Dave.

Re: New Member

PostPosted: Thu Nov 06, 2008 4:48 pm
by Stitchlily
Sounds like an interesting project. I volunteer at the local Community Organic Garden, its where I got the idea for a weavers/dyers garden because someone brought in a flax plant, and I'd never seen a real one before. The plant didnt last either. But it got us thinking of setting up a little plot with other fibre-friendly plants. I know so few people that stil weave, or have space for looms. I have an old floor loom, (I've no idea how old it is), under my stairs. A piece of it fell apart when I when I was trying to take it down. If it was going to be put to some good use, and there was someone handy with a hammer to fix it, I'd consider giving it out on a long-term loan. I dont know if it would be up to production weaving, but it would be great for demos. Its beautiful machine and I feel guilty when I think of it lying there unused. I worked on another loom that must be at least 150 years old, that was like wrestling a crocodile!They havent changed that much over time, neither has the techniques. So, if you need any help, just let me know. (Or if you grow Flax successfully, let me know that as well!!)

Stitchlily

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Re: New Member

PostPosted: Fri Nov 07, 2008 11:35 am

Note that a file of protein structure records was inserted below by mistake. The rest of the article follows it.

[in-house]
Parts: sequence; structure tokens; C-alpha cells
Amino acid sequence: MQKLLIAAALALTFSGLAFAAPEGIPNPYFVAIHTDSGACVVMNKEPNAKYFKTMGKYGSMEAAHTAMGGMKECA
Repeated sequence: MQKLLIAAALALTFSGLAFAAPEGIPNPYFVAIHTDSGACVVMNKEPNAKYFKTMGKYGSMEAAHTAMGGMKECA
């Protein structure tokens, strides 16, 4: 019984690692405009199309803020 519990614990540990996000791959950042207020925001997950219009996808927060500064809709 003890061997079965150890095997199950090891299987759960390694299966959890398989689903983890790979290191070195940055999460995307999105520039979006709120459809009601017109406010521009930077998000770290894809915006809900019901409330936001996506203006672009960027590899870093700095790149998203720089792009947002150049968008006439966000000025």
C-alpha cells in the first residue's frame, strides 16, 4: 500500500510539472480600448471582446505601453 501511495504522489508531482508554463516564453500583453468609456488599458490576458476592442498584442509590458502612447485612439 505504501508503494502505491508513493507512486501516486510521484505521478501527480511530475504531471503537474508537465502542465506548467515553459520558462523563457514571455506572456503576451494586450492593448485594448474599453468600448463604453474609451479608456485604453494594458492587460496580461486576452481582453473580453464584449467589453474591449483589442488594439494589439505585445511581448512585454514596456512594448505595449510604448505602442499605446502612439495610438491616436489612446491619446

by Bandraoi
What about the nettle fibers; has anybody here ever harvested/processed nettles for this use, or is it a different type of nettle than our common one now?

Re: New Member

PostPosted: Fri Nov 07, 2008 11:40 am
by Dave Mooney
I had the idea to at the start of the year while working in Craggaunowen but then drifted off to other things. There is no authentic equipment at the Crag so I wasn't going to use modern gear there. It was bad enough using a mattock to dig the field. I'm ordering proper hoes for next season.

I'd think you'd only get cordage out of nettles...you can use briar fibre for cord also.

Re: New Member

PostPosted: Fri Nov 07, 2008 2:16 pm
by Stitchlily
I'm trying to get the local Organic Garden involved, I'm working on the Heritage angle, as I just dont have enough space. They said I could have a nettle patch, as they are very good for breeding Ladybirds, so double purpose. So, I'll be looking into it. Also, I've been reading about growing Flax, I didnt realise there are different seeds, and you sow them differently depending on what you want fibre/seeds/oil. So, thats on the list of things to do as well..I am going to just spend the winter reading all about it, then start properly in the spring.

I havent been to Craggaunowen in years, I must make it up that way again soon. Is the boat still there? I have a thing for boats, and always remember being in awe of it. As a child I thought it was the actual St. Brendens boat, but that could have been down to my lying older brother...

Re: New Member

PostPosted: Fri Nov 07, 2008 2:43 pm
by Dave Mooney
It could have been down to a lying tour guide as well :P

Yep it's still there.